Dobbin and his colleagues have designed their research to address the potential alternatives to conventional diversity training programs practitioners often call for:
“We were increasingly frustrated by the fact that we know a lot about what kinds of disparities there are in organizations, and what kind of disadvantages women and minorities faced, but we know almost nothing about how to how to reduce them,” says Alexandra Kalev, a sociologist at the University of Arizona.
Several years ago Kalev, along with Dobbin and Erin Kelly of the University of Minnesota, set out to see what works. As a measure of program success, they looked at the number of women and minorities in a company’s managerial ranks – a much more concrete metric than the surveys of employee attitudes that many other studies relied on. The researchers drew on 31 years of Equal Employment Opportunity Commission data, specifically the annual reports that companies file detailing their racial and gender makeup. The sociologists then surveyed 829 of those companies on what diversity programs they had and when they instituted them. The results were described in a 2006 study, and in another paper that Kalev and Dobbin are currently writing.
The researchers found that while diversity training was by far the most popular approach, it was also the least effective at getting companies to hire and promote women and minorities. Some training programs were more effective than others: Voluntary programs were better than mandatory ones, and those that focused on the threat of bias and harassment lawsuits were worse than those that did not. But even the better programs led only to marginal changes. And those that were mandatory or discussed lawsuits – the vast majority of the programs the researchers examined – slightly reduced the number of women and minorities in management. Required training and legalistic training both make people resentful, the authors suggest, and likely to rebel against what they’ve heard.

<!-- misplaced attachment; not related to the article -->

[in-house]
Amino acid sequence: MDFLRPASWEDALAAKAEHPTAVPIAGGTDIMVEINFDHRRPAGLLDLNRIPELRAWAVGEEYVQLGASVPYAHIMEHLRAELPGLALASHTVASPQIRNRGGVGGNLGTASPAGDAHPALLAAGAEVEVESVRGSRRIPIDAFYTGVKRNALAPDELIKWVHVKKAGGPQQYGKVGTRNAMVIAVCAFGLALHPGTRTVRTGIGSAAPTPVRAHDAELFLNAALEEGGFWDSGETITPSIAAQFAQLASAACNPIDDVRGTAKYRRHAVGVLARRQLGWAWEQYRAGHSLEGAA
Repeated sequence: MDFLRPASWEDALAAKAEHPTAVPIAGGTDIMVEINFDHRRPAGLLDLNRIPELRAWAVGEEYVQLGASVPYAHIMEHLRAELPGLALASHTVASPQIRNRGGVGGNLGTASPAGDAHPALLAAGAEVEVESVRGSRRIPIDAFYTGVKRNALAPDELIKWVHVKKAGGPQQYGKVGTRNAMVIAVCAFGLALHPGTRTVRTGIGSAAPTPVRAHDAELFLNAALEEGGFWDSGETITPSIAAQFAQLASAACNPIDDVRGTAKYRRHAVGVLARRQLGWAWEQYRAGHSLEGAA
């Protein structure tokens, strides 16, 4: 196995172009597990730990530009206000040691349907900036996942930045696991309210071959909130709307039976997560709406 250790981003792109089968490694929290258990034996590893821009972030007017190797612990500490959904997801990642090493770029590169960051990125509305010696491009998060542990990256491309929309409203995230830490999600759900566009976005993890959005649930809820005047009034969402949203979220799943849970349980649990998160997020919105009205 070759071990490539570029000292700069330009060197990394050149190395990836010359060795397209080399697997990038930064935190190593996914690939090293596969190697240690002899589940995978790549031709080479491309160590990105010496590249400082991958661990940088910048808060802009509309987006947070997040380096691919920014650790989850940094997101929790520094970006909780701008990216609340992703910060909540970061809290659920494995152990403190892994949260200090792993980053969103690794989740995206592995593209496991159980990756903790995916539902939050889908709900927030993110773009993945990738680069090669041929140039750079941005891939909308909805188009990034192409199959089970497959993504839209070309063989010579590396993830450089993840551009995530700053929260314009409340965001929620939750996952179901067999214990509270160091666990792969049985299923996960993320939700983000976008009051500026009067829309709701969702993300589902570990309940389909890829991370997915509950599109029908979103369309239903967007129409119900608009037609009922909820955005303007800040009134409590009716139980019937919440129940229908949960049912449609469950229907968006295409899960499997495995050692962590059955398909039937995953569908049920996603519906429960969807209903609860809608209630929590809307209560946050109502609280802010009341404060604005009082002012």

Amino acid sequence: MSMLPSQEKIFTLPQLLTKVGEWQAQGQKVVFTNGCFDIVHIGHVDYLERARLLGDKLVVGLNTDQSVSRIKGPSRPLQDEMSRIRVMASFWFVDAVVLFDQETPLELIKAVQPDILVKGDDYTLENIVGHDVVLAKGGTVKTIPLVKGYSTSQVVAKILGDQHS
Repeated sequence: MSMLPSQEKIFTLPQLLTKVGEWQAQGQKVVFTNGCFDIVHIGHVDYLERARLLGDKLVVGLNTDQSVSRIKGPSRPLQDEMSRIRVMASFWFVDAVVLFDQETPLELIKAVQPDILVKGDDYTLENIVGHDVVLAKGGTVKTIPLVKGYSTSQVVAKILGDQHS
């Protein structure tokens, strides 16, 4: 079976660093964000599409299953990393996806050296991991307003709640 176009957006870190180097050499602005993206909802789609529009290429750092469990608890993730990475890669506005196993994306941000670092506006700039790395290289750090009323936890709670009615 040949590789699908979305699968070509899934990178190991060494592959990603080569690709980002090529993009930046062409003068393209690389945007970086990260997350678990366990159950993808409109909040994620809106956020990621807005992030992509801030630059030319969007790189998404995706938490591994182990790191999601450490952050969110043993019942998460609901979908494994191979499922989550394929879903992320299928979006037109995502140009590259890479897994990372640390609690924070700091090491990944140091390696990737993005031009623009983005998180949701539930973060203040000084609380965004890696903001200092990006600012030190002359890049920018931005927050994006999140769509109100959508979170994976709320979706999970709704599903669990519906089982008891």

What worked much better than even the best training, the researchers found, were more structural measures: minority mentoring programs, or designating an executive or a task force with specific responsibility to change promotion practices.
“You can imagine, if you’re in a meeting for two hours once a year to refresh your diversity awareness, what’s the effect of that going to be compared to being a mentor to someone?” says Dobbin.
Diversity trainers concede that there are poorly designed programs out there. There are also, they point out, companies that implement diversity training without much concern for whether it works, which is not a recipe for success. That doesn’t mean that well designed, conscientiously applied programs don’t work.
And diversity consultants bristle at the suggestion that they believe diversity training programs are a panacea. Properly instituting a diversity training program, many of them insist, means combining it with other, more systemic changes, including measures like those that the Kalev, Dobbin, and Kelly research found were more effective.
“If you look at just the efficacy of diversity training programs, that’s not how we look at it as a practitioner,” says Rohini Anand, global chief diversity officer at the food services giant Sodexo. “To me diversity training is one small but very necessary piece of what I need to do.”